Paint the baseboard before you install it if possible. Cut the corners at 45 degrees and install the baseboard. Countersink and fill in the nail holes and touch them up with paint.

Note: This sleep camp replaced a tent trailer so there are elements of the tent trailer that were included here to save on money.

Step 21: Solar Panels (optional)

Install the solar panel(s) on the sunny side of the roof. Run the cord into the building and attach it to a solar charge controller. This keeps the battery(s) from overcharging. Run the cord from the controller to the first battery and connect the batteries in parallel if you have more than one. Connect an invertor to the last battery and run a cord from the invertor to your panel.

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    28 Comments

    0
    kingair250
    kingair250

    8 months ago

    Hi Wes,

    Great project. I'm building something similar and this was great inspiration (especially with the loft). Are you in Ontario and did you have any issues with the building permit?

    Is there any reason you chose fiberglass insulation for the walls vs rockwool? Do you have any issues with the roof temperature or moisture since you don't have an attic nor was it sprayfoamed?

    Do you happen to have plans for this building?

    Thanks!!

    0
    WesH31
    WesH31

    Reply 7 months ago

    Yes, I'm in Ontario. This is with my cabin which is close to Espanola. The building permit was no problem. The zone I'm in says that if I build a shed under 200 sq. ft., I won't have to get it re-evaluated for tax purposes so I called it a shed and the building inspector was nice and went along with it. Rockwool is a lot more expensive than fiberglass so I went with fiberglass in the walls and cieling. You really only need rockwell when there a chance it will be exposed to moisture or mice. There is typar just below and metal roofing and the roof is vented so there is no problem with moisture. It is insulated so there is no problem with the temperature. I don't have any plans. I just made it up as I went along.

    0
    Ladybug1313
    Ladybug1313

    Question 1 year ago on Step 21

    Thank you for a great tutorial my questions are about the solar panels. Was it a complete kit? How much does it power for the system you installed? Would love to know what kit you bought and how much of your budget went to it? Sorry for so many questions and thank you again

    0
    WesH31
    WesH31

    Reply 1 year ago

    I didn't buy a kit. I just went to Canadian Tire and bought a generic solar panel and invertor. The charge protector came with the solar panel. I bought one deep charge battery and it's enough because all it's powering is a few lights and charging cell phones, etc. I may add another one if we start draining it. It was about $250 for the panel, $100 for the invertor and $120 for the battery.

    0
    wolfmaker
    wolfmaker

    1 year ago

    i wish i could build one 20 x 20 or 30 x 30 with second floor with the same size and high ceiling

    0
    jessyratfink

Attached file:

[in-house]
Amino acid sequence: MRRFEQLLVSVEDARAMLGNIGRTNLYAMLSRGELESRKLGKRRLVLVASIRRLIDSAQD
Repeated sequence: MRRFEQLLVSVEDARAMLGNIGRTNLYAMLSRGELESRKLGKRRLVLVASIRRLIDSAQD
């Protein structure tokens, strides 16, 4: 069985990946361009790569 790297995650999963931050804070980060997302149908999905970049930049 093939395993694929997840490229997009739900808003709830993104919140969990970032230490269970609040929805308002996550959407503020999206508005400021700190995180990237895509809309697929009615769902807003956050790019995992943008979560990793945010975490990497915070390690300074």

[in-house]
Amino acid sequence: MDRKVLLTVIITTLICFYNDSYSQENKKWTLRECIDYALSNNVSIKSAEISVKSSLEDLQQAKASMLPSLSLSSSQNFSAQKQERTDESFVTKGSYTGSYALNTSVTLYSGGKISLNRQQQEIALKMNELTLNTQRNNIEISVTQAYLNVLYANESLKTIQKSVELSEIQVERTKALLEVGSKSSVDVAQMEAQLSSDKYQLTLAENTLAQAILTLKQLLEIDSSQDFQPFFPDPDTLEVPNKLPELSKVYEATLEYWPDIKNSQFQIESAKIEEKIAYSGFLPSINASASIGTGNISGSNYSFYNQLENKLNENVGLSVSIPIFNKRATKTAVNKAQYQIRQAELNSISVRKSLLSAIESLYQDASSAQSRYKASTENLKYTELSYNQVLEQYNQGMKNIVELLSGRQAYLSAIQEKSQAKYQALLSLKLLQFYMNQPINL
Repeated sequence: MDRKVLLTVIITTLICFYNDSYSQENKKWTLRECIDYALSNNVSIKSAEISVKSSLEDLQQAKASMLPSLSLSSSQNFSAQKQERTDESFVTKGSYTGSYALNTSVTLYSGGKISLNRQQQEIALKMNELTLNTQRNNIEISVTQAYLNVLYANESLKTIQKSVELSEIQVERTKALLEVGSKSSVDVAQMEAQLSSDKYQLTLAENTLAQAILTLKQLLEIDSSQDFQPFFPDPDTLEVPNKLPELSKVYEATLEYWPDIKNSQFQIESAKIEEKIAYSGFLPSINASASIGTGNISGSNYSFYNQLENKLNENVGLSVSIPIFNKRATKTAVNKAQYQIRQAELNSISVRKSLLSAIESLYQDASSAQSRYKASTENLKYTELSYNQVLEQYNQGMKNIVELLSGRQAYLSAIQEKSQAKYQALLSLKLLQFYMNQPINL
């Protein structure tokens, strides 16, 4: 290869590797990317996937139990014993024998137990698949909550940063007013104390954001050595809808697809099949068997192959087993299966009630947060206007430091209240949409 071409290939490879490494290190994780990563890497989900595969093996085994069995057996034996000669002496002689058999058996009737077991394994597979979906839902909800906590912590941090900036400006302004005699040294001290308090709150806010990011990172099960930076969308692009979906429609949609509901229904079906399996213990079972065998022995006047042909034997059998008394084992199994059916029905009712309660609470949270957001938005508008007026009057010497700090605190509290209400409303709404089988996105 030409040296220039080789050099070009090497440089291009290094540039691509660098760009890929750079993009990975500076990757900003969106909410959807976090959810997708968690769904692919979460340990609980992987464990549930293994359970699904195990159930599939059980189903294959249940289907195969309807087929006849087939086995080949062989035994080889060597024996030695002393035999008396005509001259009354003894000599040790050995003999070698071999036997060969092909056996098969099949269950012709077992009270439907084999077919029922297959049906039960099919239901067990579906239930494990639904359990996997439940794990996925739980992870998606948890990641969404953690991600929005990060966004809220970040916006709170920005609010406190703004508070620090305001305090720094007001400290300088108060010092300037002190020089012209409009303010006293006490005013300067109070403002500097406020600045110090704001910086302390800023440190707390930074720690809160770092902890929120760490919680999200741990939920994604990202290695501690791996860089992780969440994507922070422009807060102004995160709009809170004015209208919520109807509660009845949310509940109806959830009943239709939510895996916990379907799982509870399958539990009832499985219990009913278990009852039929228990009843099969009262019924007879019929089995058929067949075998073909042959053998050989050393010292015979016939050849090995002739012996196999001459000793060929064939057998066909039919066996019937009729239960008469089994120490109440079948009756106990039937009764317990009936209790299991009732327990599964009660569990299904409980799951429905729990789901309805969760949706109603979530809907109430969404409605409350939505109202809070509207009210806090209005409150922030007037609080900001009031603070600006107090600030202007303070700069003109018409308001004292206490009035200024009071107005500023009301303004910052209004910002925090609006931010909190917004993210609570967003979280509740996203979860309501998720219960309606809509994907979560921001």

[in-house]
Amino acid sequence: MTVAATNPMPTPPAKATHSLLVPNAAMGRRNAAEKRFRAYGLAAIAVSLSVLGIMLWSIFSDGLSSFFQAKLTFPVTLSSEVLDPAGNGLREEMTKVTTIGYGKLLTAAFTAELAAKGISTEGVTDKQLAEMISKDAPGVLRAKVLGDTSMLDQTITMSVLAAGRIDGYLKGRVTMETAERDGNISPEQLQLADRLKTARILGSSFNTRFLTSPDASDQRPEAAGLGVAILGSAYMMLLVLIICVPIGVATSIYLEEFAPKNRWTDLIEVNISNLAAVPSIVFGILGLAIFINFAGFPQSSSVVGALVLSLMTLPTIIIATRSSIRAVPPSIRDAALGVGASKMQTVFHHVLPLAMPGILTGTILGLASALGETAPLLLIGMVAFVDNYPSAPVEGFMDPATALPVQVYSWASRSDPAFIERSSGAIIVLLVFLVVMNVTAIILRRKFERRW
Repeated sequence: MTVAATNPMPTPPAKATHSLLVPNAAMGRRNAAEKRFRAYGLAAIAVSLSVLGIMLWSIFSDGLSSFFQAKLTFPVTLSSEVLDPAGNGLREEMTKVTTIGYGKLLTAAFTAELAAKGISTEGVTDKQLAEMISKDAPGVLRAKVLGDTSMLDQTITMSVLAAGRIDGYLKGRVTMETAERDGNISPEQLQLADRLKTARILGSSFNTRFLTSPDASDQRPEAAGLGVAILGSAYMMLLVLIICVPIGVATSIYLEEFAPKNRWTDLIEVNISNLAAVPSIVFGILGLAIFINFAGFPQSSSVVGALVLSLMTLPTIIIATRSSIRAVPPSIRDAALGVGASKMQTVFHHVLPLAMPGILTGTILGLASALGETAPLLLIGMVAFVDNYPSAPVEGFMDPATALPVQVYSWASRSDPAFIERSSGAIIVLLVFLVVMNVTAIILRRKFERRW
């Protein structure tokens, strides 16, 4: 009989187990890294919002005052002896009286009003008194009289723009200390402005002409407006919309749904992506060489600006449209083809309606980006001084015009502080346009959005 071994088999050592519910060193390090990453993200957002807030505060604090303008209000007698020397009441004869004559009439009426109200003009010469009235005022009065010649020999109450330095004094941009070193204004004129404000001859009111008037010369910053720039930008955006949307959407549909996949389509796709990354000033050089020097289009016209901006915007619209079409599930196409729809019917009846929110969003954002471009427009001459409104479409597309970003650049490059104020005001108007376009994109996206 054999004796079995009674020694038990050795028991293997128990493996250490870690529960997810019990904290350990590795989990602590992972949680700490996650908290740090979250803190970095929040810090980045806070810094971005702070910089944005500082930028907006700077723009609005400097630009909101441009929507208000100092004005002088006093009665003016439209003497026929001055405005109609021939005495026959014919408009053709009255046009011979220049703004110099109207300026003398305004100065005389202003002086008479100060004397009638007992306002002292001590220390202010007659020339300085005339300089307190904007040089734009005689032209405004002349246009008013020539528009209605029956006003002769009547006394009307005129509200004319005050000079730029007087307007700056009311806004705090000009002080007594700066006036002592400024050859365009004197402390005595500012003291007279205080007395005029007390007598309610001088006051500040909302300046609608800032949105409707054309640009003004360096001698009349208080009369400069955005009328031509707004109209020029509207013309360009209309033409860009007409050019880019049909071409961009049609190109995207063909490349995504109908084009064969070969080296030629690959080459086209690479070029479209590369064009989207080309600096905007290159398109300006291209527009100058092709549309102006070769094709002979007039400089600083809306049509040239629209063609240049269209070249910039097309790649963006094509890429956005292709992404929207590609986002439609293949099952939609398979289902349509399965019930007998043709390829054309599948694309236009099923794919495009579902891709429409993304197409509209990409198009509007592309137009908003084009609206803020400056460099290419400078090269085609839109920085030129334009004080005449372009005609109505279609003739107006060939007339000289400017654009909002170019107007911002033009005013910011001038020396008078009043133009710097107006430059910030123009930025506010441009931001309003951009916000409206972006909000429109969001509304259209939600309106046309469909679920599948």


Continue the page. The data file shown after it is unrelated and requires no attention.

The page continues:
jessyratfink

    1 year ago

    This is FANTASTIC. So well documented. Definitely favoriting this one because I'd love to build more living areas on my property :)

    0
    shalnachywyt
    shalnachywyt

    1 year ago

    Cripes! This is soooo professional! I'm retired too and having a hard time just building a deck and you go and build a house! Awesome!
    What type of teaching did you do before you retired?

    0
    WesH31
    WesH31

    Reply 1 year ago

    Thanks. I was in elementary school, usually grade 4 - 6.

    0
    shalnachywyt
    shalnachywyt

    Reply 1 year ago

    That explains your patience in building this. Did you have anyone helping you? I'm trying to build the deck by myself which is forcing me to become very creative when trying to lift a heavy beam or come up with another way to do things.

    0
    WesH31
    WesH31

    Reply 1 year ago

    Only my wife giving me orders, lol. The walls were a bit of a lift but I had some work horses and I lifted them a little at a time. Screwing in the sheeting on the roof was also a bit of a challenge but I used the loft ladder and put the hooks over the peak so I could work off the ladder while on the roof.

    0
    shalnachywyt
    shalnachywyt

    Reply 1 year ago

    Very clever!

    0
    garfieldgurl
    garfieldgurl

    1 year ago

    Very nice! Thank you for sharing! We are thinking about building my "she-shed" so I'm saving your build for reference.

    0
    DO8
    DO8

    1 year ago

    It's beautiful. What a lovely cabin. I'd never want to leave...but I'd probably attach a front porch. That would be so lovely sitting on the porch during a downpour...and I'd probably add a propane heater or a small wood burner. There's so much you can do with this design. Thanks so much for showing all the steps. You did a fantastic job.

    0
    KeithS171
    KeithS171

    1 year ago

    What approximate $$ budget to complete per this excellent description?

    0
    WesH31
    WesH31

    Reply 1 year ago

    It was about $10000 Cdn. We're up north so prices are a bit higher.

    0
    WesH31
    WesH31

    Answer 1 year ago

    It was about $10000 Cdn. We're up north so prices are a bit higher.

    0
    hotevillahope
    hotevillahope

    Question 1 year ago on Step 21

    Its a very nice build. lots of space for 1 or 2 people. You make no mention of your costs. Could you kindly share what the Bunkie cost to build?

    0
    WesH31
    WesH31

    Answer 1 year ago

    It was about $10000 Cdn. We're up north so prices are a bit higher.

    0
    DukeDaddee
    DukeDaddee

    Question 1 year ago on Step 21

    Estimated cost Wes? Very nice job! Thanks for sgaring.